Why Are My Christmas Lights Not Working?
The good news is that there are only a few things can go wrong with holiday lights, and they're relatively easy to fix.
Our editors and experts handpick every product we feature. We may earn a commission from your purchases.
You planned. You prepared. You spent hours, if not days, hanging holiday lights around your house. So it can be pretty frustrating when it’s time to flip the switch on your holiday light show, only for it to fizzle.
Inspect and Test Lights Before Hanging Them
The best time to find and repair any issues with your holiday lights is when you unpack them.
To start, check the strand to make sure there aren’t any loose, missing or broken bulbs. After you unroll them, plug them in to any convenient outlet to make sure they’re all lighting up. If they’re working at that point, it’s time to start decorating.
Of course, you can also encounter problems with your lights well after they’ve been hung by the chimney with care, but many of the issues are the same.
Before getting frustrated and angrily hurling your lights or that plastic reindeer into the tree, take a deep breath. It’s relatively easy to fix your Christmas lights because there are only a handful of problems that affect them. Once you’ve diagnosed the issue, you can address it quickly and get back to sipping egg nog and enjoying the display you created.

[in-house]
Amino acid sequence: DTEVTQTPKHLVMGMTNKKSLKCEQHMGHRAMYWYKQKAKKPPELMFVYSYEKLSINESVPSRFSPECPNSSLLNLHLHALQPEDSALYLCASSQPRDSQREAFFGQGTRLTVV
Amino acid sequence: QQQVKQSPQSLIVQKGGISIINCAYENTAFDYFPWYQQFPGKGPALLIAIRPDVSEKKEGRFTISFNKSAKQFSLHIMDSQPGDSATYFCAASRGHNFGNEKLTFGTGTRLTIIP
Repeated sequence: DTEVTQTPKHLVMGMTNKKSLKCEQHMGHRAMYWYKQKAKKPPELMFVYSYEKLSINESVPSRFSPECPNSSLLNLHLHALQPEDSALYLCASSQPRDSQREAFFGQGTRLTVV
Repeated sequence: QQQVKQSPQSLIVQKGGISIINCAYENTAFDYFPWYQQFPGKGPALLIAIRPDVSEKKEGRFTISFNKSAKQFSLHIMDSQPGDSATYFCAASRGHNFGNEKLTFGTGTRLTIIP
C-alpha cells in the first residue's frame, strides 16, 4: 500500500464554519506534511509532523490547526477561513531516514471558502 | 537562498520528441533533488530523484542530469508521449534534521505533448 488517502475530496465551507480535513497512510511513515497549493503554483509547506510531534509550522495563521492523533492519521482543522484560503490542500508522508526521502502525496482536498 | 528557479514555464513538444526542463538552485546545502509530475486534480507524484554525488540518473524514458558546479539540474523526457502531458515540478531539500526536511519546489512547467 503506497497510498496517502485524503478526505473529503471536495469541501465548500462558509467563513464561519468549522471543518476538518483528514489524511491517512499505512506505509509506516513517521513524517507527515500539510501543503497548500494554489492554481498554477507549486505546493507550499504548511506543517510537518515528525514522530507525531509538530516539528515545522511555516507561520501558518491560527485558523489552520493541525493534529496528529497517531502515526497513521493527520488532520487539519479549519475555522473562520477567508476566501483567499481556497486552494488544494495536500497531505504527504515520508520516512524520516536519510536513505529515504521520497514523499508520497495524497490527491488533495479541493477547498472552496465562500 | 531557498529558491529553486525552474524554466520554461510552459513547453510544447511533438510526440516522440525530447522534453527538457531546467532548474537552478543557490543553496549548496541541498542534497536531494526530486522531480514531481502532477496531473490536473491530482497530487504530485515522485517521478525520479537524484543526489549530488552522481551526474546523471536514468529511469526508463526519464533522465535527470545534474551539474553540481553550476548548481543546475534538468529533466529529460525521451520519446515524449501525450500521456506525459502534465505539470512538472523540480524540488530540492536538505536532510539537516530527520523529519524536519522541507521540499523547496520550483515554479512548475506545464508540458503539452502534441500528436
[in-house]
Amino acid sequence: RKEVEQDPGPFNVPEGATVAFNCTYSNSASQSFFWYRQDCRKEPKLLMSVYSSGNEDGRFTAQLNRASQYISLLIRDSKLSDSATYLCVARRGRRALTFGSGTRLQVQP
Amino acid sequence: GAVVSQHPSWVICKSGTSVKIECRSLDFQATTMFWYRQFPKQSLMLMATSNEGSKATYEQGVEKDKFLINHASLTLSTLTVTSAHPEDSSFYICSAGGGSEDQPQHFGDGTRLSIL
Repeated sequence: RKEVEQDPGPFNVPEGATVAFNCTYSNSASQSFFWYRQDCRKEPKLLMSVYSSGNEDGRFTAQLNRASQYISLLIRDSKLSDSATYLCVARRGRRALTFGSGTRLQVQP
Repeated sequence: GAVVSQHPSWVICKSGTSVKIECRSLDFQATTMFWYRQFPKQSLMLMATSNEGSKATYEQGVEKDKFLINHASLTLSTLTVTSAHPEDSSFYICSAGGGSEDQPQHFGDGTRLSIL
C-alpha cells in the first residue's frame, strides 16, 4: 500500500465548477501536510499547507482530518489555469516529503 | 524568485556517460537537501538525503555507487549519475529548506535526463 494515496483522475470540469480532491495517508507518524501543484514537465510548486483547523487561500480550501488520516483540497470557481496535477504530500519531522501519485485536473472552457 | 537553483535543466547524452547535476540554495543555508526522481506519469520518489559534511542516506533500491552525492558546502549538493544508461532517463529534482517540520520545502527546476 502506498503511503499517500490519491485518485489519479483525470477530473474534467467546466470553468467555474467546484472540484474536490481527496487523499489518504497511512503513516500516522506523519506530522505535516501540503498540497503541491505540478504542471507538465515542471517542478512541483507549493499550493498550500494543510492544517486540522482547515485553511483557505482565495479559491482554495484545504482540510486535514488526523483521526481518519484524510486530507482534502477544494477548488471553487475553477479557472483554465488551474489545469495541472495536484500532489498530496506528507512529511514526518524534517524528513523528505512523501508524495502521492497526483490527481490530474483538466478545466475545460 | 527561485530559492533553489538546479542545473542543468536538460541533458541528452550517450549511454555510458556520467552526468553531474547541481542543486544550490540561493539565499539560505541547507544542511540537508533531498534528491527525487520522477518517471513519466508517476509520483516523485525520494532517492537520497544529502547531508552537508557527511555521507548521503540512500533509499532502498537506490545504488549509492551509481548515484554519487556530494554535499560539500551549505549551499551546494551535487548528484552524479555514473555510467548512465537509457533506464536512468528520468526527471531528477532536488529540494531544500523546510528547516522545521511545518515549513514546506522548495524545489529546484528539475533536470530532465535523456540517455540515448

Bulbs burn out, especially with light strands you’ve had for a few years. One bad bulb can cause part or the entire strand of lights to stop working. That’s true of incandescent and LED lights.
If it’s just half the strand that’s out, often times the bad bulb is the first one that’s dark. If the entire strand is out, you’ll have to go through and check each bulb.
The easiest and fastest way to solve the latter problem is finding the trouble spot with a light tester. If you can’t get your hands on one, you’ll have to go through the strand and check each bulb. Light testers are relatively inexpensive, and they’re worth having because of the potential time saved.
Once you’ve found the bad bulb, just replace it. Check the light strand again and you should be on your way.
You Touch Pix of EuToch/Shutterstock
Light strands are in storage most of the year, and it often causes bulbs to come loose. It’s best to check for loose bulbs as you unpack light strands. If you find one, just click it back into place.
Most light strands have fuses hidden in a small compartment in the plug. To tell if it’s a bad fuse causing the problem, just pull them out and see if the filament is broken. If you can’t tell, try replacing each fuse one at a time with a new one and see if that does the trick.
Tripper Breaker or Faulty Electrical Outlet
We take it for granted that whenever we plug something into a socket, the juice is there. But sometimes it’s not.
If you plug in a strand of lights and it doesn’t work, check the breaker box to make sure you haven’t blown a fuse. If that’s the case, just reset the breaker. If it happens again, you should find another outlet so you don’t overload the circuit.
Moisture in the outlet, lights or a cord can cause a breaker to trip, too, something to consider for outdoor lights especially. If you’re using extension cords, make sure they’re rated for outdoor use to handle the elements.
Waterproof covers for outdoor sockets help, too. You may have to use a different outlet, perhaps one tucked under the soffit and protected somewhat from rain and snow.
Kinga Krzeminska/Getty Images
Broken or Frayed Wires
Broken or fraying wires can also cause your strands to stop working. If that’s the case, don’t use those lights. Replace them immediately and recycle the old strand.
Using holiday lights safely should be at the top of your mind when decorating for the season, and exposed or fraying electrical wires are a fire hazard.